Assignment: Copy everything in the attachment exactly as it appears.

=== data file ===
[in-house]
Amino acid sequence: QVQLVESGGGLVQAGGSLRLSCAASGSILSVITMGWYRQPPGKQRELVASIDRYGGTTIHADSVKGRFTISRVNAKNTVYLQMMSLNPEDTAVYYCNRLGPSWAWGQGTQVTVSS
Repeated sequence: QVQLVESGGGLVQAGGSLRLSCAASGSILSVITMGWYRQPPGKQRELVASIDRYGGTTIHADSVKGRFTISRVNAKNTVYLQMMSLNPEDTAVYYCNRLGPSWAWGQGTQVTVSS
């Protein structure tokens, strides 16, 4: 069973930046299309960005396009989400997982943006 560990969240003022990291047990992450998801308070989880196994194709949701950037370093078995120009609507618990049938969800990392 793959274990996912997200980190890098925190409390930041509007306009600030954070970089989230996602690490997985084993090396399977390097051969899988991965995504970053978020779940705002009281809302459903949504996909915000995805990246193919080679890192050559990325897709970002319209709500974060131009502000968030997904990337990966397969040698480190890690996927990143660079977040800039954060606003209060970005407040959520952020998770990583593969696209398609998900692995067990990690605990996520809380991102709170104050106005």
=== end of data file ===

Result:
[in-house]
Amino acid sequence: QVQLVESGGGLVQAGGSLRLSCAASGSILSVITMGWYRQPPGKQRELVASIDRYGGTTIHADSVKGRFTISRVNAKNTVYLQMMSLNPEDTAVYYCNRLGPSWAWGQGTQVTVSS
Repeated sequence: QVQLVESGGGLVQAGGSLRLSCAASGSILSVITMGWYRQPPGKQRELVASIDRYGGTTIHADSVKGRFTISRVNAKNTVYLQMMSLNPEDTAVYYCNRLGPSWAWGQGTQVTVSS
């Protein structure tokens, strides 16, 4: 069973930046299309960005396009989400997982943006 560990969240003022990291047990992450998801308070989880196994194709949701950037370093078995120009609507618990049938969800990392 793959274990996912997200980190890098925190409390930041509007306009600030954070970089989230996602690490997985084993090396399977390097051969899988991965995504970053978020779940705002009281809302459903949504996909915000995805990246193919080679890192050559990325897709970002319209709500974060131009502000968030997904990337990966397969040698480190890690996927990143660079977040800039954060606003209060970005407040959520952020998770990583593969696209398609998900692995067990990690605990996520809380991102709170104050106005």